The results of a re-analysis of published data demonstrated that a 10% difference in CCT results in a difference of 1.1 (SD 0.6) mm Hg in IOP measurements,30 equivalent to a change of 0.20 mm Hg for every 10 μm change in CCT. This result is supported by more recent findings (table 2). The validity of this relation is based on the assumption of a linear dependence of measured IOP on CCT, and on the absence of a relation between true IOP and CCT. Ehlers et al found a significant (p<0.001) correlation between the error of GAT IOP readings and CCT. However, the relation was non-linear, and IOP measurements required correction for CCT in relation to true IOP.1 The latter findings were confirmed by Orssengo and Pye, who demonstrated that the modulus of elasticity of the cornea was related to true IOP.7

Opinion is divided about the clinical significance of the effect of CCT on IOP measurements. Singh et al suggested that the effect was small and probably not relevant for most patients.29 Conversely, a recent report suggested that a correction for corneal effects might be needed for some groups of patients.5 In a literature review, Doughty and Zaman reported a mean CCT of 544 (SD 34) μm for measurements made by ultrasound pachymetry.30 From this, 95% of corneas should have a CCT in the range 477–611 μm. If a value of 0.20 mm Hg IOP increase per 10 μm increase in CCT is assumed,30 then the CCT could account for a difference in measured IOP of 2.7 mm Hg between the thickest and the thinnest corneas. One in 20 eyes will fall outside these extremes. Although this difference may be quite small in relation to the GAT measurement error, the distribution of CCT values in clinic populations is unlikely to reflect that of the general population. Falsely high IOP readings made (especially by NCT) in the community will lead to a concentration of thicker corneas in clinic populations. Thus, CCT measurement is useful to identify normal eyes falsely classified as ocular hypertensive. Similarly, the classification of eyes on the basis of IOP as normal or high tension glaucoma inevitably leads to a relatively greater proportion of eyes with thin corneas in the normal tension group.

The cornea is thought to stiffen with age13 as a result of ultrastructural changes in the collagen fibrils of the corneal stroma.14,15 The finding of a significant relation between GAT/Tono-Pen (fig 2) and OBF/Tonopen differences and subject age, with GAT and OBF overestimating IOP relative to the Tono-Pen in older subjects, may be explained by a stiffer cornea in older subjects, if Tono-Pen IOP measurements are less dependent on the biomechanical properties of the cornea. An effect of a reduced tear film may contribute. Eisenberg et al31 measured IOP by manometry, Perkins tonometry, pneumotonometry, and the Tono-Pen in nine subjects aged from 0.1 to 85 years. There was a significant effect of subject age on Perkins IOP measurement error, but not on the measurement error of the Tono-Pen and pneumotonometry. The Perkins overestimated the Tono-Pen at older ages. The magnitude of the effect in present study was a relative increase in measured IOP (by GAT or OBF over the Tono-Pen) of about 0.5 mm Hg per decade, or 3.2 mm Hg across the age range of subjects in the study.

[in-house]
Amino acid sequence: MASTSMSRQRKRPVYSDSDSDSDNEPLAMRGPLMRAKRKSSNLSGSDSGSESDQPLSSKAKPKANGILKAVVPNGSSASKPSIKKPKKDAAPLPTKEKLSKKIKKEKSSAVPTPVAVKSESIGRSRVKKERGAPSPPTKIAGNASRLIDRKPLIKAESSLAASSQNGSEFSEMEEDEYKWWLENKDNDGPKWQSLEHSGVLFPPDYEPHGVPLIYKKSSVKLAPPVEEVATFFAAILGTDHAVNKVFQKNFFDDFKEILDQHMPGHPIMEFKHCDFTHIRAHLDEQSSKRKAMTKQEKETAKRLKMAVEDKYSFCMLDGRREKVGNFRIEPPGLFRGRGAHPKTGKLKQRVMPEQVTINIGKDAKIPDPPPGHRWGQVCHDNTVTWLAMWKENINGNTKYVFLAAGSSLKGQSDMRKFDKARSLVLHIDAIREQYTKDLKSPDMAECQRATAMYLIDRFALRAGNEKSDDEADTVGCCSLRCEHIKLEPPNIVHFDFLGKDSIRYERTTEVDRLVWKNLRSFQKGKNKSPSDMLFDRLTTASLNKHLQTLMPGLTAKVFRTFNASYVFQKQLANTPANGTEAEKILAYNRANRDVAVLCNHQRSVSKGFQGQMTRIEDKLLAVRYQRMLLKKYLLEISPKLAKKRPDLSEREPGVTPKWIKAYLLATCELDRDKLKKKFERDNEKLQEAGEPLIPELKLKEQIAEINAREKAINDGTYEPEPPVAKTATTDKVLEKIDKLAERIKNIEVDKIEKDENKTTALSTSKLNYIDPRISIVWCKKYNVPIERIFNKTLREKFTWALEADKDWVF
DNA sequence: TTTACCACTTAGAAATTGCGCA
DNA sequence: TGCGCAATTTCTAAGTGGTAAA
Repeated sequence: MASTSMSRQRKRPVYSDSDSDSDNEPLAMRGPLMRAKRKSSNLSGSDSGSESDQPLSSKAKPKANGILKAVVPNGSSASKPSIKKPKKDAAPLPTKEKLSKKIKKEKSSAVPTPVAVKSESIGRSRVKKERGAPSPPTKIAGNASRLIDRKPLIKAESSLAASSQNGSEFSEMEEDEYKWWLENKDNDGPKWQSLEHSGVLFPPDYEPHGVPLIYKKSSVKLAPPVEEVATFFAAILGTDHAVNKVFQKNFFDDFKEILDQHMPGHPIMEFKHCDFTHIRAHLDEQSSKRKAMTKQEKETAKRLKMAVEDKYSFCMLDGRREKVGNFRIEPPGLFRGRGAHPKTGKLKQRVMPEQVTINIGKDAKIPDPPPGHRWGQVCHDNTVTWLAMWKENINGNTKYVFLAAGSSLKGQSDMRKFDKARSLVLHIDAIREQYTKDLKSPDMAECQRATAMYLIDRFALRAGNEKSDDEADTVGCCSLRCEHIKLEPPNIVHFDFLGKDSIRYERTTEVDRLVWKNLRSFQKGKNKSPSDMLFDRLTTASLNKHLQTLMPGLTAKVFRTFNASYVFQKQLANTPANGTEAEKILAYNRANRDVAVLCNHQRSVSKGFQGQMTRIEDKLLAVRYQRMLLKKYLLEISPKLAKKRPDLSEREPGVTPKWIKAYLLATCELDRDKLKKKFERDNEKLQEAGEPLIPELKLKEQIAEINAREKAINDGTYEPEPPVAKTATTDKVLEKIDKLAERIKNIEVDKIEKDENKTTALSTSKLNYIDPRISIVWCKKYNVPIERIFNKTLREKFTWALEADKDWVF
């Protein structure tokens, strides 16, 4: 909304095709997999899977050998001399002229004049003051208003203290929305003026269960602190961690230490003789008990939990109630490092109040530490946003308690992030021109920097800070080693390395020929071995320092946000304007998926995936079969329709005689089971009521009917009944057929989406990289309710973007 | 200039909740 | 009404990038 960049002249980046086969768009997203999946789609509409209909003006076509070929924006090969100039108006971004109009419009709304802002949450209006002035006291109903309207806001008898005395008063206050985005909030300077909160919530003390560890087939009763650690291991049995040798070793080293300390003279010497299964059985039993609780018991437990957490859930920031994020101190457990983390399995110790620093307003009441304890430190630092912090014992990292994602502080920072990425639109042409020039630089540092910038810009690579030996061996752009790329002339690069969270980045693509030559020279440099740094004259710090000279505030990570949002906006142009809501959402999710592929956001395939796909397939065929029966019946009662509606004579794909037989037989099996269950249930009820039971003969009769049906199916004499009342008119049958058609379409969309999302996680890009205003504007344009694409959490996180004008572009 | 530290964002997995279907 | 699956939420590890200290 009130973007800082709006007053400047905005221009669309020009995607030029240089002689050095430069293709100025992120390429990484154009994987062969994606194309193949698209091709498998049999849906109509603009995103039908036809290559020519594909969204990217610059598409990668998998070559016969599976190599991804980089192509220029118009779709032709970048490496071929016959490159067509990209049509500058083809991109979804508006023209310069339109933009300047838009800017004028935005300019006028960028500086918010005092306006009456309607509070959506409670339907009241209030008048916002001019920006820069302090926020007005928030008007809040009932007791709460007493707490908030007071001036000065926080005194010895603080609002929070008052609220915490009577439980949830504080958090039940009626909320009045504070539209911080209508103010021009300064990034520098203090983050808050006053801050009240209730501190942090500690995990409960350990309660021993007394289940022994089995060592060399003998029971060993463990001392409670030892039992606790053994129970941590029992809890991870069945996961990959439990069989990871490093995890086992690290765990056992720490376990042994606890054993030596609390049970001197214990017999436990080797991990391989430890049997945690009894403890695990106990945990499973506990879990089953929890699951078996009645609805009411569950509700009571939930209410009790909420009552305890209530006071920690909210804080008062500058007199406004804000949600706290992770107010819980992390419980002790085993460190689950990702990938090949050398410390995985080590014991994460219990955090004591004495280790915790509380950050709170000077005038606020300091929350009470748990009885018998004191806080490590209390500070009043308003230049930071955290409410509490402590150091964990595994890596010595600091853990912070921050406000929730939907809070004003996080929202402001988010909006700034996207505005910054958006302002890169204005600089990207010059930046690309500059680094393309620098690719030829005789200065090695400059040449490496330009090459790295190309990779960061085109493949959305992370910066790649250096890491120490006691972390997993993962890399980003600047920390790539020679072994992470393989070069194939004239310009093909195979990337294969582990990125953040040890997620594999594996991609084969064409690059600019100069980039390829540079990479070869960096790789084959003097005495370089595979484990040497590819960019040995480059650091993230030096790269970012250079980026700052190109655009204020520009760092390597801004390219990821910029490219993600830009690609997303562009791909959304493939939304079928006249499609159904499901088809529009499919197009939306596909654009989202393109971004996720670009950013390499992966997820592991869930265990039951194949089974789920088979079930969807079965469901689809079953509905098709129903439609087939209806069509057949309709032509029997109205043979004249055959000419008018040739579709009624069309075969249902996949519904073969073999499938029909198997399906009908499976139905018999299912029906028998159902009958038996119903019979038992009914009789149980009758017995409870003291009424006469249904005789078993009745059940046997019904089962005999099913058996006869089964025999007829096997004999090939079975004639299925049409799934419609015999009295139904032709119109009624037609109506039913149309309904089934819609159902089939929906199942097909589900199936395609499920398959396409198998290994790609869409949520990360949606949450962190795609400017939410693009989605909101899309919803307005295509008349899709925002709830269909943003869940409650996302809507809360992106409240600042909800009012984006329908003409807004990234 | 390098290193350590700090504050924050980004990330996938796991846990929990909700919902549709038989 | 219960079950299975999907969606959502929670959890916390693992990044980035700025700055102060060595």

The effect of corneal biomechanics on IOP measurement is a research area that is gaining importance, given the increasing prevalence of individuals having undergone corneal refractive surgery. Stromal thinning following refractive procedures has been demonstrated to result in changes in IOP measured by the GAT, NCT, and Tono-Pen.32–34 A new method of tonometry, the Pascal dynamic contour tonometer (DCT; Ziemer Ophthalmic Systems AG, Port Switzerland), is said not to be affected by corneal biomechanical properties. The applanation tip has a concave surface (radius of curvature 10.5 mm) with an embedded pressure sensor and, when contour matching between the tonometer tip and the cornea is achieved, the mechanical properties of the cornea do not contribute to the IOP measurement. Two studies have reported that DCT measured IOP is independent of CCT35,36 and studies on patients undergoing laser corneal refractive surgery have demonstrated that, unlike GAT IOP measurements, Pascal IOP measurements are unaltered by the laser surgery.36,37

In conclusion, the findings of the present study demonstrate that IOP measurements by the GAT, Tono-Pen, OBF, and NCT are all significantly influenced by CCT, and that the effect of CCT on NCT is significantly greater than on the GAT.

Acknowledgments

The authors thank Haag-Streit UK for providing the Canon TX-10 non-contact tonometer and the reviewer, Dr Gunvant, for the suggestion to explore tonometer measurement differences with respect to subject age.

REFERENCES